Grand Canyon with mom, part 3


The evening of the second day we sat in camp and changed plans. The first two days had been harder on everyone than anticipated. Mom had come into the trip nursing an IT band problem aggravated back in early September.  Having gone through something similar myself years ago, I could look at her gait through the stream crossings late on day two and see that damage had been done.  Not only would pushing more than necessary bring the work/fun ratio for this trip out of balance, but future plans in early 2015 might be jeopardized.

So we cut things short.  Rather than take the trail down to the river and bushwack and boulder up downstream to Deer Creek before heading up to the rim, we would knock a day off the trip: dayhike to the river, hike up the highest water source near the mouth of Thunder River, ascend to the Esplanade late in the day, and hike out the next morning.  Water is always a logistical challenge in the Grand Canyon, and doing the bulk of the hard climbing late and early in the day would make carrying ~24 hours of water easier.


Our first route-finding hiccup of the trip was taking the western, high water trail on the way down to the river overlook, which added a fair bit of ascending and some high-wire cliff walking sections which made mom a bit nervous.  By the time the faster, easier trail across the creek become obvious we were already committed.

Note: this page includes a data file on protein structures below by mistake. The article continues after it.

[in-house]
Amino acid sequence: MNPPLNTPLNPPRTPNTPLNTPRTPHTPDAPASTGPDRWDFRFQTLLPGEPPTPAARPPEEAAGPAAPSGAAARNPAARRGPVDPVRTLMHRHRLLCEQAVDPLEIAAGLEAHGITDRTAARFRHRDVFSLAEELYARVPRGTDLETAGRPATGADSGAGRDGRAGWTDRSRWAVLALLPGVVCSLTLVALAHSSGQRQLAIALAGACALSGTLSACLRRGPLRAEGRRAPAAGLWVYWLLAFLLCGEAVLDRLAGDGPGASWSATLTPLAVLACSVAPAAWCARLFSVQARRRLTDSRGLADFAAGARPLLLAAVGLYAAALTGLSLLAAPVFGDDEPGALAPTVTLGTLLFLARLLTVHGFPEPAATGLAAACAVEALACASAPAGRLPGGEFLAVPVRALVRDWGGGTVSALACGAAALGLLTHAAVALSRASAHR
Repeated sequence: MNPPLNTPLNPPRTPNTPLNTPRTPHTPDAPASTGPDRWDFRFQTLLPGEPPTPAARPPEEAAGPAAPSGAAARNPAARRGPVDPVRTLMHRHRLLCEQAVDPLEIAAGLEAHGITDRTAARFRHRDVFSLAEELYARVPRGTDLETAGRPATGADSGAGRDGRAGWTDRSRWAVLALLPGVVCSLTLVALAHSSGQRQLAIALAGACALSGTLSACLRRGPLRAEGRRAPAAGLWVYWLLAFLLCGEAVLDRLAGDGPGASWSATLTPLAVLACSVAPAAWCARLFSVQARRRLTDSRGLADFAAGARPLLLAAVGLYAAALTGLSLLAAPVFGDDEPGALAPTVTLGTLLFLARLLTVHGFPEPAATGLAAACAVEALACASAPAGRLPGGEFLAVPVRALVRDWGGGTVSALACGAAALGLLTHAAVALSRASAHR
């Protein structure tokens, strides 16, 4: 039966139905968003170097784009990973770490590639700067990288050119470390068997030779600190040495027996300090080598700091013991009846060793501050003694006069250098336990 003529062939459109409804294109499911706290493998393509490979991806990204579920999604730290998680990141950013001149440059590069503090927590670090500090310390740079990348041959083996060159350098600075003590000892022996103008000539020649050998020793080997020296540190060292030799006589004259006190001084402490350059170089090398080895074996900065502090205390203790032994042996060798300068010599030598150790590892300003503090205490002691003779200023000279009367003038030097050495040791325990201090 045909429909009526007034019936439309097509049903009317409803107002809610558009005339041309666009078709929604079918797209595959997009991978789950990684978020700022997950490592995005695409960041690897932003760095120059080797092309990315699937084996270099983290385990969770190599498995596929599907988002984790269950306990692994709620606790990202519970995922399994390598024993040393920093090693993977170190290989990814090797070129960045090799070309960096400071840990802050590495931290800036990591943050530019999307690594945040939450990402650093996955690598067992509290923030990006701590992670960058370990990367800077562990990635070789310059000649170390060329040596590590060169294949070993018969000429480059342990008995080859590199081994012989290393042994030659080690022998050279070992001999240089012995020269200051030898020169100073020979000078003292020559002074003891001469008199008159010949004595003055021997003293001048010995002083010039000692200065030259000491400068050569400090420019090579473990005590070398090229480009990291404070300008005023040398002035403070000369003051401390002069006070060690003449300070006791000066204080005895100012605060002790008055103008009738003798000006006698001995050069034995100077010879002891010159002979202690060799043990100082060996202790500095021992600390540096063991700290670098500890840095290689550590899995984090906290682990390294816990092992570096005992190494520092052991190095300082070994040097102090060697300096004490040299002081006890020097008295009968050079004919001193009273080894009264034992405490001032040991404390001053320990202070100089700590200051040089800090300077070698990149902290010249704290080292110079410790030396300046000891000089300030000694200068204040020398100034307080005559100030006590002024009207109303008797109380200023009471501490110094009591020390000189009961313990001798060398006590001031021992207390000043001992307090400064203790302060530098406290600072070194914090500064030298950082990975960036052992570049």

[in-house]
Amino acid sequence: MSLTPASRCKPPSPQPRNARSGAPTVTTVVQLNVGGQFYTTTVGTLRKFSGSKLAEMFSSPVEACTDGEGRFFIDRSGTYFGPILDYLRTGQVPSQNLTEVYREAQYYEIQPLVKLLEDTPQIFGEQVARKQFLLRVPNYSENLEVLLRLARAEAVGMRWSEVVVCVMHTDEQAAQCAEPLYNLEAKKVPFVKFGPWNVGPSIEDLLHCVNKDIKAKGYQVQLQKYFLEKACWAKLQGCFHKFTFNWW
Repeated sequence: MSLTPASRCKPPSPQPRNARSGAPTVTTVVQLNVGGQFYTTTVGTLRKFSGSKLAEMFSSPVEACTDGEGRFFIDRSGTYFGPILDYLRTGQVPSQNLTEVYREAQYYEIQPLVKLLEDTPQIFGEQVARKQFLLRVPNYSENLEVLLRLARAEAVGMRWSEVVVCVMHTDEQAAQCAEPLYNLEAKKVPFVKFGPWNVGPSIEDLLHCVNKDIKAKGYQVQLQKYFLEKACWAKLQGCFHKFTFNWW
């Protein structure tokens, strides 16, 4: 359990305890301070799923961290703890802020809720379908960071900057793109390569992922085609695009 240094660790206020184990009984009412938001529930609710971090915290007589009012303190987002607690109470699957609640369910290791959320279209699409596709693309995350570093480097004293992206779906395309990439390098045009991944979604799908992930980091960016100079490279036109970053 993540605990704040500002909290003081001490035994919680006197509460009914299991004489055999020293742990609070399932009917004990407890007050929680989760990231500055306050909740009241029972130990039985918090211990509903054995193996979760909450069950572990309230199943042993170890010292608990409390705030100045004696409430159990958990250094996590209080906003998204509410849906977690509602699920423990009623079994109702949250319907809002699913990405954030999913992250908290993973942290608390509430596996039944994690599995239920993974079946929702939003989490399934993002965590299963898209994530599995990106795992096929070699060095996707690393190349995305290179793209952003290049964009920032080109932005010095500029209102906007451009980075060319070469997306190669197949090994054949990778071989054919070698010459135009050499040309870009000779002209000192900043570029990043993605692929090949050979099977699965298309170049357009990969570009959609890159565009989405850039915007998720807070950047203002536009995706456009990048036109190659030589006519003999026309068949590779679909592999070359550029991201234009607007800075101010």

The weather all trip had been clear and mild, and the trend continued.  After six years in Montana, the intense desert sun is hard to handle, and the cool morning shade very welcome.  The scenery continued to exceed expectations.


Within a mile of the river we started running into hordes of river runners dayhiking up to see the scenery, fish, and in one case run the lower narrows in a creek boat.  I’m not against motorized-access float trips per se, but there can be no question that such easy accessibility degrades the wilderness character, and it remains a curious thing that the trailhead of your Grand Canyon backpack has a decent chance of seeing fewer people in a calender year than the point farthest in mileage from it.  No good solution exists, but it does put down my enthusiasm for the place, somewhat.


Not that we were complaining about the super-fast trail we took back up to camp.

Hiking out of the Grand Canyon should be an intimidating prospect.  The elevation gain, roughness of the trails, heat, and lack of water reliably hand out a beating.  Even when I’ve been in peak fitness this is a daunting task.  We packed up camp, into packs which were still pretty big.  I took almost all the group gear, and we got moving in the heat of the afternoon.


The source of Thunder River is worth the hype.  There are other places in the Grand were water miraculously emerges from the rock, but the size and breadth of the water and vegetation, set back in a hot and dry side drainage, is striking enough to make you laugh for lacking the ability to apprehend the scene.


We holes up in a shady nook a few feet from the water, luxuriated in the cool microclimate, ate dinner, and drank a lot of very good water.  The sun would still be in full force for close to two hours, and I saw no need to go back out in it before then.  Besides, it was a very pleasant and fulfilling location for lounging.


Towards the end of our wait I did get restless, and made the scramble (bits of easy 5th class) up to the origin of the Thunder.  Quite the intriguing scene.  Accounts of exploring into the cave abound, though doing so without NPS permission is illegal.  I was put off by the rappel/belay bolt, next to my left elbow when I took the above, near a crack which would take a good cam.  Tread lightly folks, and bring the right gear.